CMS Connect Login:

Login Assistance

Ebola: Facts, Fiction and Public Health

Poverty, climate change are driving forces behind the deadly epidemic
By Vishnu V. Chundi, MD

Ebola virus disease creates panic worldwide because of its high mortality and randomness. The rapid onset of illness to the time of death can be just a few days. The current epidemic, the 25th of its kind, is unprecedented in terms of case numbers and total deaths. While many factors make it the deadliest epidemic to date, experts agree that poverty is the driving force. Unlike previous outbreaks, which were centered in the Democratic Republic of Congo, the current one arose in West Africa and is caused by the Zaire species of the virus, one of five known subtypes. Ebola is a RNA virus from the Filovirus family.

Tracing the Epidemic

Fruit bats are likely the natural reservoir of the Ebola virus. Monkeys, gorillas, and other animals eat the fruit after it drops to the ground. When these animals are slaughtered and processed for bushmeat, the virus passes on to humans. Habitat loss due to deforestation and the resulting higher density of forest dwelling animals bring the virus into close and regular contact with people. The ongoing economic and demographic changes in Africa, from a village-based agrarian society to an early industrial society with urban population centers, have helped to spread the virus.

Ebola’s incubation period is 2 to 21 days. People are infectious only when symptomatic, developing a gastroenteritis-like illness, with vomiting and diarrhea, and the loss of up to five liters of fluid a day. People succumb mostly from electrolyte imbalances, dehydration and shock. The virus directly affects adrenal glands as well as the liver, causing major hepatic necrosis that leads to disseminated intravascular coagulation. Local African burial rituals of touching the victim’s body before the funeral is thought to contribute to the virus’ spread. Family members as well as health care workers become infected when they touch body secretions. Ebola is not spread through the air.

Without aggressive intervention, the current epidemic could affect millions. Official death toll estimates are well over 5,000, but fatalities are likely under-reported. As in past epidemics, death rates range from 40% to 60%.

Sierra Leone, Liberia, and Guinea are among Africa’s poorest countries, without functioning health care systems. Only 15 Ebola treatment centers are in current operation though plans are underway to open 41 additional centers. These new facilities and improved infection control practices could go a long way toward controlling the epidemic. Local Ebola outbreaks in Nigeria, and other neighboring countries, were well-controlled with tried and true measures of contact tracing and quarantine. The countries are now Ebola-free.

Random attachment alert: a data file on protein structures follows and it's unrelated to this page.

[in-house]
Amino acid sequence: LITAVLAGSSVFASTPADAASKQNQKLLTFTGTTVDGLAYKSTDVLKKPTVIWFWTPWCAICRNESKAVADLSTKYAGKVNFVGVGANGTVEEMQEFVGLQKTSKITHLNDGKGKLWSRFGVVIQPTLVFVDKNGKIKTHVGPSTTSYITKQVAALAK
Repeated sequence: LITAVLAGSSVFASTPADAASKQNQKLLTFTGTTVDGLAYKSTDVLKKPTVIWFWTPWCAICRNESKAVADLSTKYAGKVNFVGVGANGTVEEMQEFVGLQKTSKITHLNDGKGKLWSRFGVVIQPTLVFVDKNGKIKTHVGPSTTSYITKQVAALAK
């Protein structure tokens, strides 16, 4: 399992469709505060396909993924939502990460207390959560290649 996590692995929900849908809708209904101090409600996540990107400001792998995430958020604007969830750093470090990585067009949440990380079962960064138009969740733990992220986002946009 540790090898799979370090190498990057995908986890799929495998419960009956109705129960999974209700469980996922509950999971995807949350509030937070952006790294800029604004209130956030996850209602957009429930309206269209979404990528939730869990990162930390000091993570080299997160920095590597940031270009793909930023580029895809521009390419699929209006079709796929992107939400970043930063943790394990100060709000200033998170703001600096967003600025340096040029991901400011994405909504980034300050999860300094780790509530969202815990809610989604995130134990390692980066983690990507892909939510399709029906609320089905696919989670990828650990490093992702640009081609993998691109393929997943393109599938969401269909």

Testing is very sensitive and even if the initial test is negative, repeat testing will be positive within three days of symptom onset. An initial negative test result in some patients is thought to be due to low levels of virus. Early treatment seems to improve survival, but treatment is merely supportive. Experimental treatment with serum and antibodies is underway. Vaccine trials are in the early stages and have thus far been shown to protect a very small number of patients.

Challenges for the U.S.

For the first time, the Ebola virus has reached the developed world. The spread to U.S. and Spanish health care workers is likely due to advanced interventions that resulted in high-risk exposure without appropriate personal protective equipment (PPE).

In the United States, where there have been 10 cases with two deaths, regional referral centers have been established to triage patients. Suspected cases in Chicago (identified through travel and contact history) are sent to Rush University Medical Center, Northwestern Memorial Hospital, the University of Chicago, or Lurie Children’s Hospital for testing and stabilization. Confirmed cases are sent to national centers at the National Institutes of Health, Emory University Hospital, or the Nebraska Medical Center in Omaha, for therapy.

Treatment costs for two patients in Nebraska—at over $1.1 million—was mostly due to the number of personnel involved. Ironically, though early deficiencies in training and practice have been corrected, the surge in U.S. hospitals acquiring PPE led to equipment shortages in Africa. Constant training and investment are needed to protect U.S. health care workers. But a state of readiness is difficult to maintain, and fatigue has already set in. Meanwhile, New York and other states have enacted laws based on public perception rather than sound scientific principles.

As CDC personnel and volunteers in Africa work with local organizations there to bring this deadly disease under control, we should commend these brave and altruistic individuals. They deal with stigma, the fear of contracting Ebola, and risk unneeded quarantine. Let’s celebrate rather than vilify them as threats to our nation.

Dr. Vishnu Chundi is head of infection control at Westlake Hospital and at West Suburban Medical Center; he is a senior partner in Metro Infectious Disease Consultants, LLC. This article is based on a talk he gave to the CMS Council on Nov. 18.

Document Actions

Join CMS

Why join?  The Chicago Medical Society offers many benefits, including career placement, advocacy, networking, and member to member collaboration. Click here to explore all the benefits of membership.

CMS Connect

CMS Connect is an exclusive community that allows members to discuss the issues impacting their practices today. Visit CMS Connect today.